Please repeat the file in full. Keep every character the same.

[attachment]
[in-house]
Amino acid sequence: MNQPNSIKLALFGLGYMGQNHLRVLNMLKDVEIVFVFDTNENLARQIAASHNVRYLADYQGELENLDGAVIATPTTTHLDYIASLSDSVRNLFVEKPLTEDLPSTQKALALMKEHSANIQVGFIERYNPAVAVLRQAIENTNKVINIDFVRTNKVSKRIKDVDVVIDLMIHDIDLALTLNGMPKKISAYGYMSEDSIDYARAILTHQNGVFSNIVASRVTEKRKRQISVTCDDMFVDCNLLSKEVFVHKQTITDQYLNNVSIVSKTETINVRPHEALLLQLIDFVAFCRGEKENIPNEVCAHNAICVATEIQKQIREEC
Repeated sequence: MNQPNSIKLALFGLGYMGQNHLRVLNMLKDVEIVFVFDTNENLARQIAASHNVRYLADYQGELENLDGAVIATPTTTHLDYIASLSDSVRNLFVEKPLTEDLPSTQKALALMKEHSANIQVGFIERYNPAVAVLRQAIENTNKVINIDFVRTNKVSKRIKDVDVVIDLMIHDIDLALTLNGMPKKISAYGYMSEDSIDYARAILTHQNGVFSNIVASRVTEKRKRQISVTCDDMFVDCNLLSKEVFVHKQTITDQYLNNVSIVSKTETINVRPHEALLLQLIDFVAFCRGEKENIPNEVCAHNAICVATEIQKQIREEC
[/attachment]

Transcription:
[in-house]
Amino acid sequence: MNQPNSIKLALFGLGYMGQNHLRVLNMLKDVEIVFVFDTNENLARQIAASHNVRYLADYQGELENLDGAVIATPTTTHLDYIASLSDSVRNLFVEKPLTEDLPSTQKALALMKEHSANIQVGFIERYNPAVAVLRQAIENTNKVINIDFVRTNKVSKRIKDVDVVIDLMIHDIDLALTLNGMPKKISAYGYMSEDSIDYARAILTHQNGVFSNIVASRVTEKRKRQISVTCDDMFVDCNLLSKEVFVHKQTITDQYLNNVSIVSKTETINVRPHEALLLQLIDFVAFCRGEKENIPNEVCAHNAICVATEIQKQIREEC
Repeated sequence: MNQPNSIKLALFGLGYMGQNHLRVLNMLKDVEIVFVFDTNENLARQIAASHNVRYLADYQGELENLDGAVIATPTTTHLDYIASLSDSVRNLFVEKPLTEDLPSTQKALALMKEHSANIQVGFIERYNPAVAVLRQAIENTNKVINIDFVRTNKVSKRIKDVDVVIDLMIHDIDLALTLNGMPKKISAYGYMSEDSIDYARAILTHQNGVFSNIVASRVTEKRKRQISVTCDDMFVDCNLLSKEVFVHKQTITDQYLNNVSIVSKTETINVRPHEALLLQLIDFVAFCRGEKENIPNEVCAHNAICVATEIQKQIREEC